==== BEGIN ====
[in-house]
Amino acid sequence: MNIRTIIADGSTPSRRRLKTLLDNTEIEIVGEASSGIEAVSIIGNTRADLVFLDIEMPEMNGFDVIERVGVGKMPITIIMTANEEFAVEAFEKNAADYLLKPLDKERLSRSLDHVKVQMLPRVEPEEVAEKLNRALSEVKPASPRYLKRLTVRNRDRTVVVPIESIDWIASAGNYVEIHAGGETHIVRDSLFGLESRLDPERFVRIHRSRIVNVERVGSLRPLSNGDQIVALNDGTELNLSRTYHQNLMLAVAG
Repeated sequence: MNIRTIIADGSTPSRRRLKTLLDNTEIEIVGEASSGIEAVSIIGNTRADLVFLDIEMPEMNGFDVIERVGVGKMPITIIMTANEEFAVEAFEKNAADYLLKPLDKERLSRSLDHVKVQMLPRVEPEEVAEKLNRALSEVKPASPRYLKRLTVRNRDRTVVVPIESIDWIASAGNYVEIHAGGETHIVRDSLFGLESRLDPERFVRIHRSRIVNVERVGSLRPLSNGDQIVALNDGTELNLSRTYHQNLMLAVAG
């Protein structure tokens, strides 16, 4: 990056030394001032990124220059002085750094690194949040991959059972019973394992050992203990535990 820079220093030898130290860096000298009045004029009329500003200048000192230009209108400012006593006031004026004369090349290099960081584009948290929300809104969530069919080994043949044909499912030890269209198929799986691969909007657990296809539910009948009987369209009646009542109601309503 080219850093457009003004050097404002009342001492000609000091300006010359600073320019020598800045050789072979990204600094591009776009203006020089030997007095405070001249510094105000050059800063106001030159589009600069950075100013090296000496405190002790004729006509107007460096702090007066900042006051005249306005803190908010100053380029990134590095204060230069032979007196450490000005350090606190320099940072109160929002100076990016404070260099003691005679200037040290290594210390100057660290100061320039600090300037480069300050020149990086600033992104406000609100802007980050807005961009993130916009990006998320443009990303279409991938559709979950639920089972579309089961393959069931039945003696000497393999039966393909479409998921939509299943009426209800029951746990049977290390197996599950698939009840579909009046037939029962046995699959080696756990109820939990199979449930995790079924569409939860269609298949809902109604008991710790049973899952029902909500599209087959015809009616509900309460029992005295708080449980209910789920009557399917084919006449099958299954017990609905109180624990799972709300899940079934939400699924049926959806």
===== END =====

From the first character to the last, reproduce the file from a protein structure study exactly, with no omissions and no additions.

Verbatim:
[in-house]
Amino acid sequence: MNIRTIIADGSTPSRRRLKTLLDNTEIEIVGEASSGIEAVSIIGNTRADLVFLDIEMPEMNGFDVIERVGVGKMPITIIMTANEEFAVEAFEKNAADYLLKPLDKERLSRSLDHVKVQMLPRVEPEEVAEKLNRALSEVKPASPRYLKRLTVRNRDRTVVVPIESIDWIASAGNYVEIHAGGETHIVRDSLFGLESRLDPERFVRIHRSRIVNVERVGSLRPLSNGDQIVALNDGTELNLSRTYHQNLMLAVAG
Repeated sequence: MNIRTIIADGSTPSRRRLKTLLDNTEIEIVGEASSGIEAVSIIGNTRADLVFLDIEMPEMNGFDVIERVGVGKMPITIIMTANEEFAVEAFEKNAADYLLKPLDKERLSRSLDHVKVQMLPRVEPEEVAEKLNRALSEVKPASPRYLKRLTVRNRDRTVVVPIESIDWIASAGNYVEIHAGGETHIVRDSLFGLESRLDPERFVRIHRSRIVNVERVGSLRPLSNGDQIVALNDGTELNLSRTYHQNLMLAVAG
């Protein structure tokens, strides 16, 4: 990056030394001032990124220059002085750094690194949040991959059972019973394992050992203990535990 820079220093030898130290860096000298009045004029009329500003200048000192230009209108400012006593006031004026004369090349290099960081584009948290929300809104969530069919080994043949044909499912030890269209198929799986691969909007657990296809539910009948009987369209009646009542109601309503 080219850093457009003004050097404002009342001492000609000091300006010359600073320019020598800045050789072979990204600094591009776009203006020089030997007095405070001249510094105000050059800063106001030159589009600069950075100013090296000496405190002790004729006509107007460096702090007066900042006051005249306005803190908010100053380029990134590095204060230069032979007196450490000005350090606190320099940072109160929002100076990016404070260099003691005679200037040290290594210390100057660290100061320039600090300037480069300050020149990086600033992104406000609100802007980050807005961009993130916009990006998320443009990303279409991938559709979950639920089972579309089961393959069931039945003696000497393999039966393909479409998921939509299943009426209800029951746990049977290390197996599950698939009840579909009046037939029962046995699959080696756990109820939990199979449930995790079924569409939860269609298949809902109604008991710790049973899952029902909500599209087959015809009616509900309460029992005295708080449980209910789920009557399917084919006449099958299954017990609905109180624990799972709300899940079934939400699924049926959806």